Four Recent Graduates Prepare for Year of Service

For four recent Merrimack graduates, volunteering for weeklong community-service projects was among their most rewarding experiences as students. But it wasn't enough to satisfy their yearning to help others.

So, with the assistance of the Office of Campus Ministry, Maura Doyle, Christopher Hynes, Stephen Forster and Meghan Wiseman will devote the upcoming year to working with underserved populations on both coasts of the U.S.

Doyle ’17, of Merrimac, Massachusetts, will work with at-risk homeless teens in Yakima, Washington, through the Jesuit Volunteer Corps Northwest; Hynes ’17, of Kennebunk, Maine, will fight homelessness in Haverhill, Massachusetts, through AmeriCorps VISTA; and Forster ’15, of Marlboro, Massachusetts, and Wiseman ’17, of Arlington, Massachusetts, will work with the Pennsylvania-based service group Augustinian Volunteers, the former in campus ministry at a Catholic high school in San Diego, and the latter as a teacher’s aide at a Catholic middle school in Ventura, California.

“Service is the kind of thing that gives me goosebumps,” said Hynes, who, like his fellow alumni, caught the community-service bug through Merrimack’s alternative spring break programs. “My life goal is to help as many people as possible.”

Doyle, who played on the women’s field hockey team, had always assumed she would enter the work force immediately after graduation. But her service-learning experiences at Merrimack opened her eyes to the plight of others and made her a more spiritual person, compelling her to do more service work.

“In the last two years, I really started looking into different programs that would allow me to make a bigger impact than just one week,” she said.

She specifically looked for a place out of the limelight.

“A lot of people don’t think to go to the Northwest to do service,” she said. “They either want to go international or to big cities — those glamorous spots.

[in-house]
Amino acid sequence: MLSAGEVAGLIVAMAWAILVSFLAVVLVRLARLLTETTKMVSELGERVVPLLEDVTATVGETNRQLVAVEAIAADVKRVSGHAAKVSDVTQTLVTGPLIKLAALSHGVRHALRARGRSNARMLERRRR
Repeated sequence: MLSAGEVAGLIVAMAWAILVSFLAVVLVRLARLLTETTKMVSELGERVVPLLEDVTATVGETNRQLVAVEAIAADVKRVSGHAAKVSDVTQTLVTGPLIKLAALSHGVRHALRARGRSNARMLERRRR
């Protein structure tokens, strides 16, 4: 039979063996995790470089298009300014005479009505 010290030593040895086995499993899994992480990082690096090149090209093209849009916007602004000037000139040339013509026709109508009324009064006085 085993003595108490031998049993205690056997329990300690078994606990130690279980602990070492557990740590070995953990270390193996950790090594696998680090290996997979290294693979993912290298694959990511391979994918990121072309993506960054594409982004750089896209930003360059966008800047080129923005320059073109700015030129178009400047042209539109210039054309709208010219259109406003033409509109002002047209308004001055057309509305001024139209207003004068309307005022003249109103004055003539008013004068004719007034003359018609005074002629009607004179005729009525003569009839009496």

As part of their service through Augustinian Volunteers, Forster, a political science graduate, and Wiseman, who earned a degree in business marketing, will live in an “intentional community” of three to five people, where they will cook, eat and pray together as a community. The Order of St. Augustine will cover their room and board, transportation, health insurance and a small weekly stipend, said Augustinian Volunteers director Joanna Bowen.

“We always say, our work is inspired by the friars,” Bowen said.

Wiseman said she looks forward to following in the footsteps of her older sister Molly, who served as an Augustinian Volunteer in Chicago after graduating from Merrimack in 2010. As a former member of the women’s lacrosse team, she’ll have the opportunity to help run some afterschool sports programs in addition to her classroom duties.

“I’m very excited,” Wiseman said. “A little nervous, but more excited.”

Forster, meanwhile, said the upcoming year of service may be the jumping off point to a new career.

“I’ve been looking for something new to do that involved helping others and giving back,” he said. “I’d like to find something I’m really passionate about.”


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